Demolition experts imploded the rest of a partially collapsed condominium building in South Florida late Sunday in response to fears that it was unstable and could come down in the face of high winds from an advancing tropical storm.
It took a matter of seconds for the remaining structure to fall after the demolition was triggered around 10:30 p.m. Local time. A cloud of dust and debris rose up and lingered in the sky for a few minutes afterward.
Local officials had warned people in the area surrounding the building to stay inside and keep their windows closed. Extra efforts were made to cover the original collapse site to make sure new debris did not interfere with search-and-rescue efforts there.
Miami-Dade County Mayor Daniella Levine Cava said during a Sunday evening news conference that the plan was to resume searching the collapse site “very shortly after the blast,” and that crews were standing by to return to the rubble pile as soon as it was deemed safe to do so.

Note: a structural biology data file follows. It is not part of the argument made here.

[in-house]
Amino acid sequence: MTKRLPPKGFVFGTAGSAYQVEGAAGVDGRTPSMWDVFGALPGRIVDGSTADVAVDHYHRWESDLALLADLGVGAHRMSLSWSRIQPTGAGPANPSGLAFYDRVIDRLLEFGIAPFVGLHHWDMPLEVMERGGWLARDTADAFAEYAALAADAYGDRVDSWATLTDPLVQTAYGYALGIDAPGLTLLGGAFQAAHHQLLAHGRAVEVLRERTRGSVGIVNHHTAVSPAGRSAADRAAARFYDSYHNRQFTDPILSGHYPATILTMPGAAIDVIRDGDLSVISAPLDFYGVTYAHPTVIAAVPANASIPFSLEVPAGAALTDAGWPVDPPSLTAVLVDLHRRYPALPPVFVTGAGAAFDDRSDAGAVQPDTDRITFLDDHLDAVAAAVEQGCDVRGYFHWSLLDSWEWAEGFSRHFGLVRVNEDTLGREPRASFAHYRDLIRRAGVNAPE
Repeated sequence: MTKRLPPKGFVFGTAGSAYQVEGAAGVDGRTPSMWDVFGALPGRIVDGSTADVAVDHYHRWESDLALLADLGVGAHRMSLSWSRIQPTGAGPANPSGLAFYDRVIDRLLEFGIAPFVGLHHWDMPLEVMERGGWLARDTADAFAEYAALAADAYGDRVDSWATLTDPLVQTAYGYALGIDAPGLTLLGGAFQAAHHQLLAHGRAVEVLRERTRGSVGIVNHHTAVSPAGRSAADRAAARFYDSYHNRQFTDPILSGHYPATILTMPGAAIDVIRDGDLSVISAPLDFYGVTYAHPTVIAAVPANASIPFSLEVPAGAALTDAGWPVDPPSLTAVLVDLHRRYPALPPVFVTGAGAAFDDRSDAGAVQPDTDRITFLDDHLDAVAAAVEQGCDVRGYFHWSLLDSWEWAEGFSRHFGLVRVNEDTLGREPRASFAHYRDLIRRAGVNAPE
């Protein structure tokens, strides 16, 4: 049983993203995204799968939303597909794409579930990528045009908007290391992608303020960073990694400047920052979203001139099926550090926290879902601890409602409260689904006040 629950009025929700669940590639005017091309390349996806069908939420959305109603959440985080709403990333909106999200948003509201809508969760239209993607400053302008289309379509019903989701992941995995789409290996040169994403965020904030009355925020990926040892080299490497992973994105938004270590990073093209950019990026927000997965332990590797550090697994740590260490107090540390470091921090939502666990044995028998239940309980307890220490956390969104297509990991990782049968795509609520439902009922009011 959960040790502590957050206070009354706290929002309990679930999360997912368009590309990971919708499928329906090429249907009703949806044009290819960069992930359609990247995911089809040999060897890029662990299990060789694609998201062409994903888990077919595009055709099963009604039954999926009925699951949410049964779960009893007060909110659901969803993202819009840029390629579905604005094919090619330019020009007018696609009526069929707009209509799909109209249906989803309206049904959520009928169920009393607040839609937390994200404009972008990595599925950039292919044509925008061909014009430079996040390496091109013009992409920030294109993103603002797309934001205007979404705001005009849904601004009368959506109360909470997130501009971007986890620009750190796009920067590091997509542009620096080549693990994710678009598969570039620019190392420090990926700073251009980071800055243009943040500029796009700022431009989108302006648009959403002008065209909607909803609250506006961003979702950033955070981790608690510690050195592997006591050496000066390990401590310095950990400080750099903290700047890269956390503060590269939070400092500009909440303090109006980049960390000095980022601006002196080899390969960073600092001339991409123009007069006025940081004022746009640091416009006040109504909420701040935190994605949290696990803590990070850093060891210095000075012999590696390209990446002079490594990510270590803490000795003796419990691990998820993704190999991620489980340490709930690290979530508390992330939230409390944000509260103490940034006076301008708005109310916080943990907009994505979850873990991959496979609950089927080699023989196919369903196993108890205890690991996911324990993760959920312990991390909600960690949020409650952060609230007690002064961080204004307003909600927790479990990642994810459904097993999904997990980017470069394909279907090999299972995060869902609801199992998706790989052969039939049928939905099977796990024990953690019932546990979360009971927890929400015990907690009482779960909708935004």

She said imploding the rest of the building meant “allowing us to search in the area closest to the building, which has currently not been accessible to the teams given the great risk to our first responders due to the instability of the building.”
The 12-story condominium building in Surfside, Florida, north of Miami, partially collapsed June 24, and round-the-clock search operations were suspended Saturday in advance of the demolition.
The death toll stands at 24, with 121 people still unaccounted for. No one has been found alive since the earliest hours of the search.
Officials are watching the approach of Tropical Storm Elsa.
Forecasters at the U.S. National Hurricane Center said they expect the center of the storm to pass near or over the west coast of Florida on Tuesday and Wednesday. That track would spare Surfside from a direct hit, but forecasters still expect the region to experience strong winds with gusts of at least 65 kilometers per hour.
Some information for this report came from the Associated Press.